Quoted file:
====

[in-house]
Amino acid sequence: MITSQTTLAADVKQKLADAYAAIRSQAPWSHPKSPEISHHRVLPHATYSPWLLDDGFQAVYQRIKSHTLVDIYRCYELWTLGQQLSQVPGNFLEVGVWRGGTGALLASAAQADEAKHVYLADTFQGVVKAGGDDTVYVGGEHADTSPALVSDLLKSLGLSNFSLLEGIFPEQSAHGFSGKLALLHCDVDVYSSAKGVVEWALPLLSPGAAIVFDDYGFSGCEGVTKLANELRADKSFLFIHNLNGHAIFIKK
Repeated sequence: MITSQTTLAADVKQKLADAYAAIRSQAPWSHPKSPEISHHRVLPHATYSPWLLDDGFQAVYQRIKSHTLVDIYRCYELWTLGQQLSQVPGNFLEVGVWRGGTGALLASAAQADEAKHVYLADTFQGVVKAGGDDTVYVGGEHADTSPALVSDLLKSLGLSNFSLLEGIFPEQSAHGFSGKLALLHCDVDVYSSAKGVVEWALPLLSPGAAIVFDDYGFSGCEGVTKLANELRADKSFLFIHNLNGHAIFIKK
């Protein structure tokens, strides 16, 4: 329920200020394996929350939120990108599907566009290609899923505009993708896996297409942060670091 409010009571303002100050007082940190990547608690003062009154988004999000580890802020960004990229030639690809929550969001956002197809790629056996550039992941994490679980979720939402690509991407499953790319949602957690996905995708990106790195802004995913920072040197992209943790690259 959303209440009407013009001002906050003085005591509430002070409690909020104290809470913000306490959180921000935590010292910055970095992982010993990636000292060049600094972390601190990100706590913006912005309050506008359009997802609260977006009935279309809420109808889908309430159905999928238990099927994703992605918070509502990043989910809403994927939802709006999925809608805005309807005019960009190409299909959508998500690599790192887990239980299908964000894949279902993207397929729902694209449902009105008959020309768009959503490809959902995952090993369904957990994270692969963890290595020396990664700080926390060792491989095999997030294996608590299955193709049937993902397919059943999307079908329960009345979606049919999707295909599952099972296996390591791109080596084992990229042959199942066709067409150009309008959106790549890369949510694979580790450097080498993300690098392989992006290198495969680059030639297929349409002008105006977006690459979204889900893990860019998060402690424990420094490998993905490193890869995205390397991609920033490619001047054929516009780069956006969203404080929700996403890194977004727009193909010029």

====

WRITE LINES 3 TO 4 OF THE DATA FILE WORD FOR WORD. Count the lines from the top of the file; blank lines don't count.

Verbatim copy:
Repeated sequence: MITSQTTLAADVKQKLADAYAAIRSQAPWSHPKSPEISHHRVLPHATYSPWLLDDGFQAVYQRIKSHTLVDIYRCYELWTLGQQLSQVPGNFLEVGVWRGGTGALLASAAQADEAKHVYLADTFQGVVKAGGDDTVYVGGEHADTSPALVSDLLKSLGLSNFSLLEGIFPEQSAHGFSGKLALLHCDVDVYSSAKGVVEWALPLLSPGAAIVFDDYGFSGCEGVTKLANELRADKSFLFIHNLNGHAIFIKK
């Protein structure tokens, strides 16, 4: 329920200020394996929350939120990108599907566009290609899923505009993708896996297409942060670091 409010009571303002100050007082940190990547608690003062009154988004999000580890802020960004990229030639690809929550969001956002197809790629056996550039992941994490679980979720939402690509991407499953790319949602957690996905995708990106790195802004995913920072040197992209943790690259 959303209440009407013009001002906050003085005591509430002070409690909020104290809470913000306490959180921000935590010292910055970095992982010993990636000292060049600094972390601190990100706590913006912005309050506008359009997802609260977006009935279309809420109808889908309430159905999928238990099927994703992605918070509502990043989910809403994927939802709006999925809608805005309807005019960009190409299909959508998500690599790192887990239980299908964000894949279902993207397929729902694209449902009105008959020309768009959503490809959902995952090993369904957990994270692969963890290595020396990664700080926390060792491989095999997030294996608590299955193709049937993902397919059943999307079908329960009345979606049919999707295909599952099972296996390591791109080596084992990229042959199942066709067409150009309008959106790549890369949510694979580790450097080498993300690098392989992006290198495969680059030639297929349409002008105006977006690459979204889900893990860019998060402690424990420094490998993905490193890869995205390397991609920033490619001047054929516009780069956006969203404080929700996403890194977004727009193909010029």